In your case, I don’t think your low blood pressure is adversely affecting your blood sugars as it is the normal state for your body to be in. In the case of someone that just donated blood, the drop in blood volume (and pressure) is unusual and the body takes corrective action (via the glucose raising stress hormones). Unfortunately, for diabetics, there is no insulin(or not enough insulin) to counteract the rise in blood sugar caused by these hormones, so an event like exercise or giving blood raises blood sugars substantially (similarly, in people without diabetes, the blood sugar goes up to stressful stimuli, but not to the extent ours does) Keep up the good work, a low blood pressure is definitely working in your favor to prevent complications.
As for exercise, what I’ve tried to do is do a small bolus after exercise based on how my sugar goes up. You can try the same thing; for example if you tested at 100 after exercise, don’t eat anything and test in an hour and a half or two hours after the end of exercise. If sugar went up to 170, apply your correction bolus to lower it. Then next time you exercise, use the same small correction bolus right after exercise to compensate. Remember to be really careful ( and maybe even apply a smaller bolus than necessary) as different exercises and different levels of activity (a great cardio workout vs. a slower paced resistance training one) will impact your sugars differently. Be sure to test regularly. Hopefully this helps, let me know if it does!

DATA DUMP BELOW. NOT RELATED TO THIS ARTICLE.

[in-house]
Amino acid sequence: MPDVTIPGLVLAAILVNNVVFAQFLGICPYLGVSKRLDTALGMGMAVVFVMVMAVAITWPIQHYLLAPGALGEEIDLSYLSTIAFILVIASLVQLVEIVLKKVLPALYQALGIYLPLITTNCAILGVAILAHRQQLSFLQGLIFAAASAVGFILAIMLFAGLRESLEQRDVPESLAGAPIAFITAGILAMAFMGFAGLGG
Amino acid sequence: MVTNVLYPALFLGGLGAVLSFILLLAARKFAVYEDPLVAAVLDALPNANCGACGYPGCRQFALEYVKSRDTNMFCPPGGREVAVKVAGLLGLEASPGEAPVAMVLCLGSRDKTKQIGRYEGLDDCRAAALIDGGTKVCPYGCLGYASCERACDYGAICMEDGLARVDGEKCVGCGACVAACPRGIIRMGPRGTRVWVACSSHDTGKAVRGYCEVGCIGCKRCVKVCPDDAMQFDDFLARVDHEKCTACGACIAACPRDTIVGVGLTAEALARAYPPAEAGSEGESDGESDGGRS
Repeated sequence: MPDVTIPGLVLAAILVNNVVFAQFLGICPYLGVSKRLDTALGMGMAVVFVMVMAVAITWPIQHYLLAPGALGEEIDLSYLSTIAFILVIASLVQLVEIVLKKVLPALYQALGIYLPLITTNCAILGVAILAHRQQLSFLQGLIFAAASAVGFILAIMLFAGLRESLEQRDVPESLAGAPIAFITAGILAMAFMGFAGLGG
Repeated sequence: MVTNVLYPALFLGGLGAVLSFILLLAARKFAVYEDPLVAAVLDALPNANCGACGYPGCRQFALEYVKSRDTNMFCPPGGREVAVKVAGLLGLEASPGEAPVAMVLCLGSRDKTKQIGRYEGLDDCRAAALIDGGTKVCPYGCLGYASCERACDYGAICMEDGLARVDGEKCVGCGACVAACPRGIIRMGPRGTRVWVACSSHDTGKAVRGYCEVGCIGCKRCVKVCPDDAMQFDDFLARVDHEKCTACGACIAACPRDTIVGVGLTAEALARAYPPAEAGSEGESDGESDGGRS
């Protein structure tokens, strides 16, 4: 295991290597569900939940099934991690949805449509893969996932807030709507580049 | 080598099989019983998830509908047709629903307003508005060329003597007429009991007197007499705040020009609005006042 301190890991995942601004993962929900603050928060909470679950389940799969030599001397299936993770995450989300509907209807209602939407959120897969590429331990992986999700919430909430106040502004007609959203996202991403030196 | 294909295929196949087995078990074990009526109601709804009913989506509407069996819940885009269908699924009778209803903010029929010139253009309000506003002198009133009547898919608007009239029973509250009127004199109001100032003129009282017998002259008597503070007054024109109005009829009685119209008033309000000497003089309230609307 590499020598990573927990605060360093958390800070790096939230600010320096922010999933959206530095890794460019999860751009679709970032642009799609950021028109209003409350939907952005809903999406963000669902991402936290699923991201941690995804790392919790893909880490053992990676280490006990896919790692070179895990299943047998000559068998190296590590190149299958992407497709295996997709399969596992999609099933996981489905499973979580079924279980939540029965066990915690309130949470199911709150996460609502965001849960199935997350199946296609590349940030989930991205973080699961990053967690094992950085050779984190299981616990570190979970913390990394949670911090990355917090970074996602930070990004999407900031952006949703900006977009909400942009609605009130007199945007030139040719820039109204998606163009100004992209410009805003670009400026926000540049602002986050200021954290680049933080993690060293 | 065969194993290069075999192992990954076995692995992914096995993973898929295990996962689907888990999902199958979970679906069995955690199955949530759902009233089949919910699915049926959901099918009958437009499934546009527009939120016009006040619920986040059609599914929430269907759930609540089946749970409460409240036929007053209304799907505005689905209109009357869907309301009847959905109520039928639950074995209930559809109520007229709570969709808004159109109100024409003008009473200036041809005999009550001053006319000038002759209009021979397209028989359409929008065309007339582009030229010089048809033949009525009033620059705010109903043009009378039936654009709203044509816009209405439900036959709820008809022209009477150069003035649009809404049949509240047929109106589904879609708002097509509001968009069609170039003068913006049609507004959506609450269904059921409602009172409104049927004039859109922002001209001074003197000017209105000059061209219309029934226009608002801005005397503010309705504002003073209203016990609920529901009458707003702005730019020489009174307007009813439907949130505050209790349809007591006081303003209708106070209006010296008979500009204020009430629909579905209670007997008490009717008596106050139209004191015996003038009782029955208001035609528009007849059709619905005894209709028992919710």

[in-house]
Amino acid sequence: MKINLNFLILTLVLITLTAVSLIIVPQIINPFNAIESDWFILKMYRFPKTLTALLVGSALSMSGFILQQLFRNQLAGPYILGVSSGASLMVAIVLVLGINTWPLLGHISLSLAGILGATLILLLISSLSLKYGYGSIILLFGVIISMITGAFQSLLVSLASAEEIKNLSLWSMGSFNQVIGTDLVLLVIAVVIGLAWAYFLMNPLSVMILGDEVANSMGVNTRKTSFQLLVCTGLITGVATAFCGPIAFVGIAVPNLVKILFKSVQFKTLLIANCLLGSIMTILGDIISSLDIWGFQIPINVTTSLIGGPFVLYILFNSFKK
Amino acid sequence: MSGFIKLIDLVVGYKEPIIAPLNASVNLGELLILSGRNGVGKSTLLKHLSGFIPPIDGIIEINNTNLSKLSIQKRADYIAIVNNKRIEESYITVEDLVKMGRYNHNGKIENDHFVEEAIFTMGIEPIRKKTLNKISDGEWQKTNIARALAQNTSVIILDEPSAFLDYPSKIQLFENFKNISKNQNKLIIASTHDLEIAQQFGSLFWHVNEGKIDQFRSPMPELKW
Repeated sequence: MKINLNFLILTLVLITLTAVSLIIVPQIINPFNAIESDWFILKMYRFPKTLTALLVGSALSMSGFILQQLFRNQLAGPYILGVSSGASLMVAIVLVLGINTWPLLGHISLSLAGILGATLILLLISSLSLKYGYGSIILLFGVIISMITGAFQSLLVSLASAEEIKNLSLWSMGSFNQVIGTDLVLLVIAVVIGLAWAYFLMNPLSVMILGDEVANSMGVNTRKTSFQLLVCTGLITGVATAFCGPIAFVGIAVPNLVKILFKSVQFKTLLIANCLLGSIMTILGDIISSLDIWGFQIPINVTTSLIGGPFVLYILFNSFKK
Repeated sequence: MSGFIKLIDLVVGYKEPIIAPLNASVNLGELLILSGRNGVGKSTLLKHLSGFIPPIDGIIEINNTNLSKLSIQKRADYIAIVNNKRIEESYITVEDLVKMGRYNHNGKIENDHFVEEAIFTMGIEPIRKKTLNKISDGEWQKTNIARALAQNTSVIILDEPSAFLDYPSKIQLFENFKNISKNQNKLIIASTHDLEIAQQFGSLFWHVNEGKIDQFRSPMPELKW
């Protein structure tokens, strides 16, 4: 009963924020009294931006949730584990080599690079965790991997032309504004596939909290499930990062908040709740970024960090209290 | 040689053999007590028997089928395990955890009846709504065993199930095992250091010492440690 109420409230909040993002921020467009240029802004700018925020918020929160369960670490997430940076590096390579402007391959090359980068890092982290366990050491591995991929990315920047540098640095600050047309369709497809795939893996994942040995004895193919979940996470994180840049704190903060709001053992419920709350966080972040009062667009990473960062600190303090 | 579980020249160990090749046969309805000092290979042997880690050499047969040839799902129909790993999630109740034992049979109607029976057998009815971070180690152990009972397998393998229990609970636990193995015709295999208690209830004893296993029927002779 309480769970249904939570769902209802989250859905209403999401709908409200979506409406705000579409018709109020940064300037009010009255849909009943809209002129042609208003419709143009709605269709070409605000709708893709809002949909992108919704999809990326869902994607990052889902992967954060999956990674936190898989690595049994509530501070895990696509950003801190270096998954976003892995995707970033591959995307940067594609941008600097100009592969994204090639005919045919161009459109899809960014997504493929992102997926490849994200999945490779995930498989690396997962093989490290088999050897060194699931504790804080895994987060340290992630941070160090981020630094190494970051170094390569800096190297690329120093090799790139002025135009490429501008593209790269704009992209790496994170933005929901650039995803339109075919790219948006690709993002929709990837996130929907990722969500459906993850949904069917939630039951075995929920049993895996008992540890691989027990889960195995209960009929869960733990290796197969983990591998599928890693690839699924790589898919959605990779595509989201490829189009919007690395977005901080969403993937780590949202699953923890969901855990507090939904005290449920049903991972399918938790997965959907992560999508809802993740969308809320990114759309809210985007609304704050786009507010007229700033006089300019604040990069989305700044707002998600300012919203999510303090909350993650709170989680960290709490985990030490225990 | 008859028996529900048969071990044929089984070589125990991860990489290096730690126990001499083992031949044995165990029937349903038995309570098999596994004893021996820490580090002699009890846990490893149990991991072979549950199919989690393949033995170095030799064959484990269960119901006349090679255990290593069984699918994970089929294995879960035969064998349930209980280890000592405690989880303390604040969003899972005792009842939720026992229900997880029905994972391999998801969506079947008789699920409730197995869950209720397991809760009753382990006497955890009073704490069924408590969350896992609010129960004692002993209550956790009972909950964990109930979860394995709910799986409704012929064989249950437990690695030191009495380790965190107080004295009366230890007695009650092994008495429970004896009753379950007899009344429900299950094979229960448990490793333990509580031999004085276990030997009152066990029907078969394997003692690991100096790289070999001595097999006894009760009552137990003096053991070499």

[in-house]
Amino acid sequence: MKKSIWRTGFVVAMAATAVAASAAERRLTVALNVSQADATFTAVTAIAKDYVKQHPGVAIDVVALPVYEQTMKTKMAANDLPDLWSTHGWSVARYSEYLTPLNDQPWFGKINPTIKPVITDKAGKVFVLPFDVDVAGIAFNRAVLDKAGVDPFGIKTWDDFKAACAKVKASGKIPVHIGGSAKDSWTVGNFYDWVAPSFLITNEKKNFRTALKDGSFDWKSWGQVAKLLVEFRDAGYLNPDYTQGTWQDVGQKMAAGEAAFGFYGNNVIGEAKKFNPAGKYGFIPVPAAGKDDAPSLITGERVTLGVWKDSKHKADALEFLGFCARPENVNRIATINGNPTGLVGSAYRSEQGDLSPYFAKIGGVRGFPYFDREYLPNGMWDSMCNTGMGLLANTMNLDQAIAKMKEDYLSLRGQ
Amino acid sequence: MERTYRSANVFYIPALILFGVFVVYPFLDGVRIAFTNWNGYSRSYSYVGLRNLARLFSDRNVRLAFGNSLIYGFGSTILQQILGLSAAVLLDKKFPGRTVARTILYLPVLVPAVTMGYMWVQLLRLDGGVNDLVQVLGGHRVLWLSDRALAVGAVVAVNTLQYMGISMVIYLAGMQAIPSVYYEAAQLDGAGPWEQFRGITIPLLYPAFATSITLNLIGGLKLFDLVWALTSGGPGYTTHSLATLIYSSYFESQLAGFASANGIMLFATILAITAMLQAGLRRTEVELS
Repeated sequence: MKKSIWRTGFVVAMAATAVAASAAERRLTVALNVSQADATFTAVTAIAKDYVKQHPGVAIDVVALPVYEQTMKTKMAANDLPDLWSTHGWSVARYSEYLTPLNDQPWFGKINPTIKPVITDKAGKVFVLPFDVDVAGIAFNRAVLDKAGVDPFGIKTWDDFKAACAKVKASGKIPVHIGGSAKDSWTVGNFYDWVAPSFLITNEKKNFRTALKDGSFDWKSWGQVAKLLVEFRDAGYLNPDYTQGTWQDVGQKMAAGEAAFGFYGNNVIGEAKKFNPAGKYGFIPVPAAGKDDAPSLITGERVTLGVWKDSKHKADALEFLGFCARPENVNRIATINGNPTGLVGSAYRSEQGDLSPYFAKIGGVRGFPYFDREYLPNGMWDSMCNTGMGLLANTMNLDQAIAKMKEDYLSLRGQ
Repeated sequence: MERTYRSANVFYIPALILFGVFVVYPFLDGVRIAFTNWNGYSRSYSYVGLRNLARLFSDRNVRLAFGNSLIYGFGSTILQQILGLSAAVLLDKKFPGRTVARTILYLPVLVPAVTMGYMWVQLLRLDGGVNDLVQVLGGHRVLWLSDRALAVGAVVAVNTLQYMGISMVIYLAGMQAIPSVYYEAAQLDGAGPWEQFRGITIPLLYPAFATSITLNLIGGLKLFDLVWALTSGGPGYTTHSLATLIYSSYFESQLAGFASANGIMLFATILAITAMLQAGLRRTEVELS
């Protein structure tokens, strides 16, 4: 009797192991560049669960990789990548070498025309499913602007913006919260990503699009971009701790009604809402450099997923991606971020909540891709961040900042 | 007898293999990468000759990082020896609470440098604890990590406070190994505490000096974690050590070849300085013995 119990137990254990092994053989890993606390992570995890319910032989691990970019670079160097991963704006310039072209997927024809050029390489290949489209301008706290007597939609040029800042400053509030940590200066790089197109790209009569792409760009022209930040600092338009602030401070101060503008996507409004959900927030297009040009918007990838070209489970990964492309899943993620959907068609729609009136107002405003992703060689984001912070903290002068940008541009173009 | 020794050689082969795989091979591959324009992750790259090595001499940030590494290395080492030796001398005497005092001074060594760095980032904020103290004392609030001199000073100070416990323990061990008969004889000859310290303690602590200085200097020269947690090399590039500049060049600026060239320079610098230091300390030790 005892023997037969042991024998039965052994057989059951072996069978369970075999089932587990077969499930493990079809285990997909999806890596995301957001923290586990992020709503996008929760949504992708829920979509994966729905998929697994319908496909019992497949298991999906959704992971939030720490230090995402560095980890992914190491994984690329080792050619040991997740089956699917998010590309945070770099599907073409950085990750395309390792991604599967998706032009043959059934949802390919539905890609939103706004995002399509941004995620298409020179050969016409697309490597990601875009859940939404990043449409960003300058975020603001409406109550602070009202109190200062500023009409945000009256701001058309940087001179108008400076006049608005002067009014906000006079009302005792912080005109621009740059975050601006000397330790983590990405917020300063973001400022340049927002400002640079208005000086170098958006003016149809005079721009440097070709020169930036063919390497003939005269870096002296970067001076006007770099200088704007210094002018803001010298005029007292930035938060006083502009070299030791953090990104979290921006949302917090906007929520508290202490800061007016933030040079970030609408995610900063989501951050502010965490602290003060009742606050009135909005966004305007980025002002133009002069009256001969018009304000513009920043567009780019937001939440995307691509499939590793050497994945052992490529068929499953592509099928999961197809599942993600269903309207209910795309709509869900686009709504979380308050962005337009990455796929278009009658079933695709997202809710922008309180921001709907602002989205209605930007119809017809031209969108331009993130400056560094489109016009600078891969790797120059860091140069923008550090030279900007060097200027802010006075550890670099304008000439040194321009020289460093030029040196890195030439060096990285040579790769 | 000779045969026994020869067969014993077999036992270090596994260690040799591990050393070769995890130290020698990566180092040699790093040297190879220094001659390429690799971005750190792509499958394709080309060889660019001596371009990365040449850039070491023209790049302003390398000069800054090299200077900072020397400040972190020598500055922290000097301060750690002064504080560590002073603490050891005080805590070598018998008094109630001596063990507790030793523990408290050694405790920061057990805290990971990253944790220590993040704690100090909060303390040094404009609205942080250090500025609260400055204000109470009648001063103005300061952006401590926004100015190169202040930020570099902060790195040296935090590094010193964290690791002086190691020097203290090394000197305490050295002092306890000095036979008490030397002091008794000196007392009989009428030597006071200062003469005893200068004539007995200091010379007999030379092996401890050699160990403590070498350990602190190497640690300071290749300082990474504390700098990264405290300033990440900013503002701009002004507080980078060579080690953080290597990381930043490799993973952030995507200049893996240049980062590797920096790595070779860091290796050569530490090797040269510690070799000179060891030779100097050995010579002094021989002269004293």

Remember, I’m not a doctor (yet lol) so always use your own common sense if something I say seems off